You are not permitted to download, save or email this image. Visit image gallery to purchase the image.
There will not be a team from the South at the prestigious Super Cup in Northern Ireland this year.
After being at every tournament since 2003, the decision was made not to send a team to the tournament in Belfast this time.
The event attracts some of the best young footballing talent from around the world and has been a great opportunity for southern players to mix with players from all over the globe.
One of the organisers of the trips, Neil Mackenzie, said the decision to pull out was disappointing but was the only option.
Some prospective players had been injured, other players were unavailable and little progress was made when asking players from other centres.
In the end there were 11 players keen to make the trip and that was not enough to cover the the match schedule.
The Super Cup, formerly known as the Milk Cup, has drawn top youth teams from all over the world. This year teams such as Valencia, Newcastle, Celtic and academy sides from Africa are in the under-17 section in which at team from the South has previously played.
Mackenzie tried to get players from around the country but came up short.
Mackenzie said he could have recruited players from Florida but the whole point of the trip was to develop local talent so that was not considered.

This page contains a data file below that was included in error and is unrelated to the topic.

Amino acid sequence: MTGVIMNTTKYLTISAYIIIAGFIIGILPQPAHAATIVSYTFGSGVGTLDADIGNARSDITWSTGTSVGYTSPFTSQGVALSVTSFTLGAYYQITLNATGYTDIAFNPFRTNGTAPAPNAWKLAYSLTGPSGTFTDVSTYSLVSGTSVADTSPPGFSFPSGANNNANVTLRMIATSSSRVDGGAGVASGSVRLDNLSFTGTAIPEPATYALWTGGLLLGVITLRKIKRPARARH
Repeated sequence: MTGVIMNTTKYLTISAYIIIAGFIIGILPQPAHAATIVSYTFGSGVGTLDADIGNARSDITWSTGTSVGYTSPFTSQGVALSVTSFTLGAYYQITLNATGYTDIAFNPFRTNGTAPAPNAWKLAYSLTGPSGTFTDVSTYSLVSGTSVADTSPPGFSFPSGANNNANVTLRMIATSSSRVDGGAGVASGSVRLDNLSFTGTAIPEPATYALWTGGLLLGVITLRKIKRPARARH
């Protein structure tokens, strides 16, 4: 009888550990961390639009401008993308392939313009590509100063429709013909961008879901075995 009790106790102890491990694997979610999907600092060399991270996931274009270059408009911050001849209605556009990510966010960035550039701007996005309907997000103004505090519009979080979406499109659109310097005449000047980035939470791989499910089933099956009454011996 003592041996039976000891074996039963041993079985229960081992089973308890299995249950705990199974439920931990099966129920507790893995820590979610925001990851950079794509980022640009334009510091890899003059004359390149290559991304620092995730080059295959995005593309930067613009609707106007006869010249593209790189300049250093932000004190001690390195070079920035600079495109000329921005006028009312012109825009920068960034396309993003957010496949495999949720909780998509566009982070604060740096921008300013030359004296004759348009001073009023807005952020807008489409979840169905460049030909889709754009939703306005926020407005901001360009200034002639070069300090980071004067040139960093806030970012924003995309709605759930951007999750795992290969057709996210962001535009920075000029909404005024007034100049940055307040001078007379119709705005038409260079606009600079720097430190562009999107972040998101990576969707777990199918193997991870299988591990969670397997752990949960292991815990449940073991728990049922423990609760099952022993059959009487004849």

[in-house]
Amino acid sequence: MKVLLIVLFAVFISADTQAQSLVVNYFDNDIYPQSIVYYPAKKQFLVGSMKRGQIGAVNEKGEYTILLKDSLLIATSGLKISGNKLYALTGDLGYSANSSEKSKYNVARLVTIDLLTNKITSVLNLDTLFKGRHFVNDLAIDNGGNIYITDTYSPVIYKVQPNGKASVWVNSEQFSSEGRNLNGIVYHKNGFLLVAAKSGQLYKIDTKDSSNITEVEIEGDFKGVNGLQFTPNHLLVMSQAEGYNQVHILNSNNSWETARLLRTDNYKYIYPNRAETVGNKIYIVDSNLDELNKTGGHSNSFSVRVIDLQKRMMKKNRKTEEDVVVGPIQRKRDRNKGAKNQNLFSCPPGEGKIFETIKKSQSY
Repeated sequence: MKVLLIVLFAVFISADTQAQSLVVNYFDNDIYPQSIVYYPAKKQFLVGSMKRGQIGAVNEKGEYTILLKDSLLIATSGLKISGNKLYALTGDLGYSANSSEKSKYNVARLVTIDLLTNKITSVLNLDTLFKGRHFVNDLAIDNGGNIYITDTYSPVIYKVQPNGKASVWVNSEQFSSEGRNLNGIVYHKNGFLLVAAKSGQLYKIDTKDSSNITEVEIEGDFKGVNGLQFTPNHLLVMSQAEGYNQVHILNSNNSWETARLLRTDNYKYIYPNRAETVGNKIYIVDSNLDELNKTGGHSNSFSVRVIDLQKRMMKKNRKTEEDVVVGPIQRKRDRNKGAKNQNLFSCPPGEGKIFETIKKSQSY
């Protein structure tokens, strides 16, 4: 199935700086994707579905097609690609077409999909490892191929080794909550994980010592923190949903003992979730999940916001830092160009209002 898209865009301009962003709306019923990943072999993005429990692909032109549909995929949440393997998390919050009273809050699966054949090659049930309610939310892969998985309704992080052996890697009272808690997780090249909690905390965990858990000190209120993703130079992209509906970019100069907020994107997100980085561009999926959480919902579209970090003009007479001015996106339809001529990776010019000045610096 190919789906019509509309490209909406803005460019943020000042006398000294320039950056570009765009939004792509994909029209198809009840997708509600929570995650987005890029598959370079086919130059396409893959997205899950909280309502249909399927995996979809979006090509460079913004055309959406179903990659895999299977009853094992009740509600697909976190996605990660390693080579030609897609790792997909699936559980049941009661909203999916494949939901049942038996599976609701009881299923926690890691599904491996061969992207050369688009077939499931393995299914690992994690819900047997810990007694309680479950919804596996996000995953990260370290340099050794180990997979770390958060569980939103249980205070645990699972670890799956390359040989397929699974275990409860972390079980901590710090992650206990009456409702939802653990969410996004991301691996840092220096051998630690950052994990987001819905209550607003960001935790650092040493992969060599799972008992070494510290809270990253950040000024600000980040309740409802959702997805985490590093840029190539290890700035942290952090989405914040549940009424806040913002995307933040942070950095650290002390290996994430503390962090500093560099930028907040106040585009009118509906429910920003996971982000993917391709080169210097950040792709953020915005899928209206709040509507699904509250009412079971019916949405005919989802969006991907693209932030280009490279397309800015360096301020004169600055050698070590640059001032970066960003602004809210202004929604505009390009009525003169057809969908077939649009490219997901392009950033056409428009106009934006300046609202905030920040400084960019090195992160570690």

It was a real shame for the sport and the players. The under-17 section was reduced to 16 teams from 24 this year.
The Football Otago Youth Development Academy Trust (Foydat) started in 2000 with a tour of Malaysia and Europe and followed that up the next year with a trip to South America. It had then headed to the Pacific Islands and then applied to play in the Milk Cup.
It was the first New Zealand side to apply and had been an everpresent in the competition.
Foydat teams had always been competitive and had been welcomed by the organisers. Many Otago players had grown at the tournament and it was good for their game, he said.
''We have a group of guys who organise all this stuff and just do it for the love of the game,'' Mackenzie said.
''Now we just have to sit back and take a breath and see what we can do from here.''
Each player contributed about $8000 to the trip but he said fundraising cut the cost significantly.
He said it was unclear whether the team would be invited next year. Organisers put out invitations after each tournament so not attending does not help in getting back the following year.
The tournament kicks off this weekend.